By Harry Dodge
In This Beast Called Force, a character of unstable identity (and uncertain gender) is videotaped while sitting in a room with the television on. Instructed to be as “free” and “loose” as possible, this test subject spars with the TV images that flow by (weather reports, horror movies, etc.), offers harebrained theories about human digestion and magic brown dwarves, and describes and acts out disturbing movie scenarios. This volatile figure sports three grotesque masks, each marking a different persona: one appears to be made out of elaborate, flowery foam; another, a paint-smeared tote bag; the last, a torn white acrylic fur rug. Whether the character(s) are cogent and articulate or lost in nonsense and stutter, they plunge us into a sustained wrangle with forces that remain unnamable, unclassifiable.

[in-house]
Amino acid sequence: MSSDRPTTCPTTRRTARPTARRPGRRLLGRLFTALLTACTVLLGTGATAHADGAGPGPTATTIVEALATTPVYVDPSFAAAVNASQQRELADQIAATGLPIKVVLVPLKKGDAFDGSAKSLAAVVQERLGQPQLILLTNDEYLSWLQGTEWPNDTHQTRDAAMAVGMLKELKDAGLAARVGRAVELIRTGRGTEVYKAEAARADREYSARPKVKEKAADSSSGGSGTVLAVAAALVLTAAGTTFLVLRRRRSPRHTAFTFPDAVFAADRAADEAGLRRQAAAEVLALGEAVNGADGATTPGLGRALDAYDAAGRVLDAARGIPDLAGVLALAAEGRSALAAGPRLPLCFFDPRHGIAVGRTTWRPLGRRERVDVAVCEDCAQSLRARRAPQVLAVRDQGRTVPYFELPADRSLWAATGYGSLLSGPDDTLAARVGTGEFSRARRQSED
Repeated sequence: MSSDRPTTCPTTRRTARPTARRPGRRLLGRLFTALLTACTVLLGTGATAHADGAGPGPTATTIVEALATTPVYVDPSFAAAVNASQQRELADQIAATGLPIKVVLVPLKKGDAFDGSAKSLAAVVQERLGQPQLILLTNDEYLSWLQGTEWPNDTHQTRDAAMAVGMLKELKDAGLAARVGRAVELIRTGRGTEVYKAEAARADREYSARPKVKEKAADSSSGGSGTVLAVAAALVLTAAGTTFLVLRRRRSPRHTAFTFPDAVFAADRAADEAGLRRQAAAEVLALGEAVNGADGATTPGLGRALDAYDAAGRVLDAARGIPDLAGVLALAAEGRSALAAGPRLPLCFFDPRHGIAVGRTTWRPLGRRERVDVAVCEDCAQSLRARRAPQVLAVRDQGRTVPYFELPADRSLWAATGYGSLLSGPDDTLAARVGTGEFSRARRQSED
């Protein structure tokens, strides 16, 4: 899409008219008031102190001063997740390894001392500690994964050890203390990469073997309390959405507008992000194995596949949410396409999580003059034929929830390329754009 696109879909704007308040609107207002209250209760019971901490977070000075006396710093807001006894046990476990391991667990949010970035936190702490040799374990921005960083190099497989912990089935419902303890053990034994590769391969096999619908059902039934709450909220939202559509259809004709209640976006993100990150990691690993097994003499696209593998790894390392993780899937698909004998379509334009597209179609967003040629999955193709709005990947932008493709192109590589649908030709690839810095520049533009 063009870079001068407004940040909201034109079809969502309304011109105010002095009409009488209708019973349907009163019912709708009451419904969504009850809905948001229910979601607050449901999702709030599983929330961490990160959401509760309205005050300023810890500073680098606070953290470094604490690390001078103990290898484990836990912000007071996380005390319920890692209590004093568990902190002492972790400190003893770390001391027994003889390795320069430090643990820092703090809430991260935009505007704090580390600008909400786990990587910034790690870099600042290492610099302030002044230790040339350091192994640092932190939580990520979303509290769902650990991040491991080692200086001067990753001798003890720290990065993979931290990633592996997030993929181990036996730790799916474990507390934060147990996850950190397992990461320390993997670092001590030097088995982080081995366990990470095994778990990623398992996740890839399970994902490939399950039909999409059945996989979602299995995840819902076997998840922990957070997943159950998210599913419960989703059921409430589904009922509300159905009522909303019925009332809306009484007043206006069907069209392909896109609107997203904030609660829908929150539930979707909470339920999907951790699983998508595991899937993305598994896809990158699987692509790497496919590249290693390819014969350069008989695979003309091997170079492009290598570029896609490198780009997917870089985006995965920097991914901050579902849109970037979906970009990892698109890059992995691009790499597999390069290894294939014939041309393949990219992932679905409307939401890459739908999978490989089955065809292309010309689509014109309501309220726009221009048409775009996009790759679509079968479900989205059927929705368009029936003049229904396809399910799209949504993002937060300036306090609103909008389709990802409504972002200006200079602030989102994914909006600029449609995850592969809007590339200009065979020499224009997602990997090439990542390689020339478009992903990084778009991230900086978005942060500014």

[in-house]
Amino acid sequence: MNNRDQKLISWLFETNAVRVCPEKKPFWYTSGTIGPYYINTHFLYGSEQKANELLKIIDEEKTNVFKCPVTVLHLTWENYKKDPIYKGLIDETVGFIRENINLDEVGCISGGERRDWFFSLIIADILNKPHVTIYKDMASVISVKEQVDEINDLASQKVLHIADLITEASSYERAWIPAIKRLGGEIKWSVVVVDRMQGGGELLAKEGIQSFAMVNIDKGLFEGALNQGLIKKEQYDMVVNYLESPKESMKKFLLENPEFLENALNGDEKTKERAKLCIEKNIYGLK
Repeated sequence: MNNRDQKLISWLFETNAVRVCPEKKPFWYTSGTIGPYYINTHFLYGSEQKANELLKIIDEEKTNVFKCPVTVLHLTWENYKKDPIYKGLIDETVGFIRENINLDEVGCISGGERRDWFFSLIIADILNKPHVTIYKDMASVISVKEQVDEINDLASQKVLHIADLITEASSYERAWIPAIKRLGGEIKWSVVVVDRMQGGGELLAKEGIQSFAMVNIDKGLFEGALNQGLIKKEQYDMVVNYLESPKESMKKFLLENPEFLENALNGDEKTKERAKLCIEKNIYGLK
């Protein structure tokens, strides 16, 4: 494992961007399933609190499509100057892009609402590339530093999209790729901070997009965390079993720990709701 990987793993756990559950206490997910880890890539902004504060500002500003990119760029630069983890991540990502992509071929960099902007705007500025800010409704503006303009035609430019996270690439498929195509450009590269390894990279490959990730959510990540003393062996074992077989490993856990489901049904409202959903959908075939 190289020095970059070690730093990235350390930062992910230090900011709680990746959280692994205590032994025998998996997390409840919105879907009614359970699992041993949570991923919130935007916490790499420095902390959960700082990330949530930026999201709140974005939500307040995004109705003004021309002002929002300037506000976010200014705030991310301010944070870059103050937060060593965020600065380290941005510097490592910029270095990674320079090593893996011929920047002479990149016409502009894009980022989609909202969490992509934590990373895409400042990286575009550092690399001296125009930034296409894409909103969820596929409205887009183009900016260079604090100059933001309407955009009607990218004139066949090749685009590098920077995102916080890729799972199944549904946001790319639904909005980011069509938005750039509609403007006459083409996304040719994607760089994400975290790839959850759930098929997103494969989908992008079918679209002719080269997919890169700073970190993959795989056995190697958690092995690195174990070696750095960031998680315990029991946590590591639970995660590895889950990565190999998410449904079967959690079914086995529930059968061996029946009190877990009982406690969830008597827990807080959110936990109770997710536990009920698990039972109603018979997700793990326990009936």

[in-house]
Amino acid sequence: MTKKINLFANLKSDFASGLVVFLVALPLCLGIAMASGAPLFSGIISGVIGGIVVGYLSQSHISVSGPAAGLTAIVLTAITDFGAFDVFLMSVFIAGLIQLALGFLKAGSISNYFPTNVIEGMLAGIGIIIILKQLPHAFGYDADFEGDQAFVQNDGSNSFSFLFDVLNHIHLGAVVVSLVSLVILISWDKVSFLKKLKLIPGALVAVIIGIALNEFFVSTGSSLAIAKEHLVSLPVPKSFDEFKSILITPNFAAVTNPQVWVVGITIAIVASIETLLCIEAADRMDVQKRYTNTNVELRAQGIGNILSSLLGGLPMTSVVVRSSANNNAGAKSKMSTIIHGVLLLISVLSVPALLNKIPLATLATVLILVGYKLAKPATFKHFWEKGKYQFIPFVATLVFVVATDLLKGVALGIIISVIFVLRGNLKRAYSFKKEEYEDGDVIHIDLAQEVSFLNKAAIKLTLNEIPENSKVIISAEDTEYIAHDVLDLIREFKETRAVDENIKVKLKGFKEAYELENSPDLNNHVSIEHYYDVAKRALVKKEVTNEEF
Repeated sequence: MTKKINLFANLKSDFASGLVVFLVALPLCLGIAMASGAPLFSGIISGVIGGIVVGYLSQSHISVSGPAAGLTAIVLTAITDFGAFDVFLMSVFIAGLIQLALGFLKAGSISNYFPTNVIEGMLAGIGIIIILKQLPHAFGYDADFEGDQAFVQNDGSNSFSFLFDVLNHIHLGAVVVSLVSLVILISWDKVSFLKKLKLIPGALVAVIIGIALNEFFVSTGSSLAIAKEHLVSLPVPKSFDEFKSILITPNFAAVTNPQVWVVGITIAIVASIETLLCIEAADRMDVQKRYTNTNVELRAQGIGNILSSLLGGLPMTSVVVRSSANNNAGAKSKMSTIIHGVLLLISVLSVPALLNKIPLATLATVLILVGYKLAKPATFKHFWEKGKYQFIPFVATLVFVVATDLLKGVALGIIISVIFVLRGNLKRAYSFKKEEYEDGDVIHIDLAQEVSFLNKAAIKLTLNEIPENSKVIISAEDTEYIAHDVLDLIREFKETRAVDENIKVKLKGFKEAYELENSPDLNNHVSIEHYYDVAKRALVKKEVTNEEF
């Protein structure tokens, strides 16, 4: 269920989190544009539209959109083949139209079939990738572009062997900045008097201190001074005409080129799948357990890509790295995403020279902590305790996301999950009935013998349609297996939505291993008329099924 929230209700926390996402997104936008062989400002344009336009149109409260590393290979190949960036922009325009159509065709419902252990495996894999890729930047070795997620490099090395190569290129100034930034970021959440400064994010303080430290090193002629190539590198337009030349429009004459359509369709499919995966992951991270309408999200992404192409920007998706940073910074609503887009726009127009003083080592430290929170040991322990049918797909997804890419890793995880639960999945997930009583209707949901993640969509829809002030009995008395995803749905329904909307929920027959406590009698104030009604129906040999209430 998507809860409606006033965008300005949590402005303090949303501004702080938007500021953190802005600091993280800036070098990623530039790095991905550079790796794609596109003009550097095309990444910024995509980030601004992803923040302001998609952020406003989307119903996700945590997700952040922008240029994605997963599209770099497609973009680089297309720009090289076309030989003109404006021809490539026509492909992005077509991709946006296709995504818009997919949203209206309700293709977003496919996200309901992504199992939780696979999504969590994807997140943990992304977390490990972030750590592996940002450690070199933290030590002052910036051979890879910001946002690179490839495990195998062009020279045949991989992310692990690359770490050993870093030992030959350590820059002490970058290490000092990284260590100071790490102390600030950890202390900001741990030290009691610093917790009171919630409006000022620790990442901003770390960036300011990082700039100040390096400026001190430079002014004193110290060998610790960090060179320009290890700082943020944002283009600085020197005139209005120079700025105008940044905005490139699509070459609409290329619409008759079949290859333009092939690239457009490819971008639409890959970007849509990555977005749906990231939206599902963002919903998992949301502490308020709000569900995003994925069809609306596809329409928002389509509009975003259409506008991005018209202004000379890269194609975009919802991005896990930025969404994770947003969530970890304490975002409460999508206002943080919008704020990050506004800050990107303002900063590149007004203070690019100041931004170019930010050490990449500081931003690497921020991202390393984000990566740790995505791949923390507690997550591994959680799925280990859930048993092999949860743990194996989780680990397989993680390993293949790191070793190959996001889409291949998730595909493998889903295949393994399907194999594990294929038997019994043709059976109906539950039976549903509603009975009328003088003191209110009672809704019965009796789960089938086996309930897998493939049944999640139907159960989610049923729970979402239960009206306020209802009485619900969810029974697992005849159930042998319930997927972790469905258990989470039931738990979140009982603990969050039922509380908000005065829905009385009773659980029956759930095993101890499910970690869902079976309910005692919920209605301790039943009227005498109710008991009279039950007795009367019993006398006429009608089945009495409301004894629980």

On a formal level, This Beast Called Force combines performativity with hypnotic and sometimes disturbing visual collage, forcing questions about the condition of spectatorship and viewer response. On a thematic level, the video’s principal subject is the fright and fascination inspired by the truly unknown, unknowable, or alien. The films Dodge’s character(s) here collages and reacts to — Solaris, E.T., Stand By Me, and Lord of the Flies — are all classic meditations on this theme. The titular “beast” at times seems to refer to the mysterious subject performing; at others, to the strong forces that control our existence but remain fundamentally beyond our comprehension or control.